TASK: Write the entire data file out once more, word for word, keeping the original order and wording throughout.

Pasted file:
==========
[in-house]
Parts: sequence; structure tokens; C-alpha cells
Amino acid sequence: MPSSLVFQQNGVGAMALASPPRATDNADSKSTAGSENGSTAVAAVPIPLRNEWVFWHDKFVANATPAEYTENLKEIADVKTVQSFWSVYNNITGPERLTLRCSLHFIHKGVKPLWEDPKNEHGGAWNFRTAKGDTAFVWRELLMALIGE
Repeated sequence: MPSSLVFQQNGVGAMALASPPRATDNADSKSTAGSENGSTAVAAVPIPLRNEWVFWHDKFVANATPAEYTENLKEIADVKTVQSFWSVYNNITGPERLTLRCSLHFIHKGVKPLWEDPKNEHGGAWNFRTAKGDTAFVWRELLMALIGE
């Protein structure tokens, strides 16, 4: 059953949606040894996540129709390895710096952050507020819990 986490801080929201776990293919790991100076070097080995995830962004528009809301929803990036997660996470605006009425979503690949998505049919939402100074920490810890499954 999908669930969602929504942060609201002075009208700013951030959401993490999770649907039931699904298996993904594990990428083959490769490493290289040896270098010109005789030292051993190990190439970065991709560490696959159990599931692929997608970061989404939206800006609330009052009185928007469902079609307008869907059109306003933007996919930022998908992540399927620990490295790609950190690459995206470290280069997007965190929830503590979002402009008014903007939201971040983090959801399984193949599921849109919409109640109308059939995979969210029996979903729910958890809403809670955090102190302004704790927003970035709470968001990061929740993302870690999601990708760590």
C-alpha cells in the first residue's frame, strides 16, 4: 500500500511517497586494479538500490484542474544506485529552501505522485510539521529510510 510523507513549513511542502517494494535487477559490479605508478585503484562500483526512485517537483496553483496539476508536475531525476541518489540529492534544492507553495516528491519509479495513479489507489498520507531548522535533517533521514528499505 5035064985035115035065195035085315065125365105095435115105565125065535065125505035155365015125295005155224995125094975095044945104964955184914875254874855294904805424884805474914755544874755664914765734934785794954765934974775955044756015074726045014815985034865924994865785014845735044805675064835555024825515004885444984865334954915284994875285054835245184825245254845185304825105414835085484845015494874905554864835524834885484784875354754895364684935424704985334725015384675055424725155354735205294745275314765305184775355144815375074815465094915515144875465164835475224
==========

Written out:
[in-house]
Parts: sequence; structure tokens; C-alpha cells
Amino acid sequence: MPSSLVFQQNGVGAMALASPPRATDNADSKSTAGSENGSTAVAAVPIPLRNEWVFWHDKFVANATPAEYTENLKEIADVKTVQSFWSVYNNITGPERLTLRCSLHFIHKGVKPLWEDPKNEHGGAWNFRTAKGDTAFVWRELLMALIGE
Repeated sequence: MPSSLVFQQNGVGAMALASPPRATDNADSKSTAGSENGSTAVAAVPIPLRNEWVFWHDKFVANATPAEYTENLKEIADVKTVQSFWSVYNNITGPERLTLRCSLHFIHKGVKPLWEDPKNEHGGAWNFRTAKGDTAFVWRELLMALIGE
């Protein structure tokens, strides 16, 4: 059953949606040894996540129709390895710096952050507020819990 986490801080929201776990293919790991100076070097080995995830962004528009809301929803990036997660996470605006009425979503690949998505049919939402100074920490810890499954 999908669930969602929504942060609201002075009208700013951030959401993490999770649907039931699904298996993904594990990428083959490769490493290289040896270098010109005789030292051993190990190439970065991709560490696959159990599931692929997608970061989404939206800006609330009052009185928007469902079609307008869907059109306003933007996919930022998908992540399927620990490295790609950190690459995206470290280069997007965190929830503590979002402009008014903007939201971040983090959801399984193949599921849109919409109640109308059939995979969210029996979903729910958890809403809670955090102190302004704790927003970035709470968001990061929740993302870690999601990708760590």
C-alpha cells in the first residue's frame, strides 16, 4: 500500500511517497586494479538500490484542474544506485529552501505522485510539521529510510 510523507513549513511542502517494494535487477559490479605508478585503484562500483526512485517537483496553483496539476508536475531525476541518489540529492534544492507553495516528491519509479495513479489507489498520507531548522535533517533521514528499505 5035064985035115035065195035085315065125365105095435115105565125065535065125505035155365015125295005155224995125094975095044945104964955184914875254874855294904805424884805474914755544874755664914765734934785794954765934974775955044756015074726045014815985034865924994865785014845735044805675064835555024825515004885444984865334954915284994875285054835245184825245254845185304825105414835085484845015494874905554864835524834885484784875354754895364684935424704985334725015384675055424725155354735205294745275314765305184775355144815375074815465094915515144875465164835475224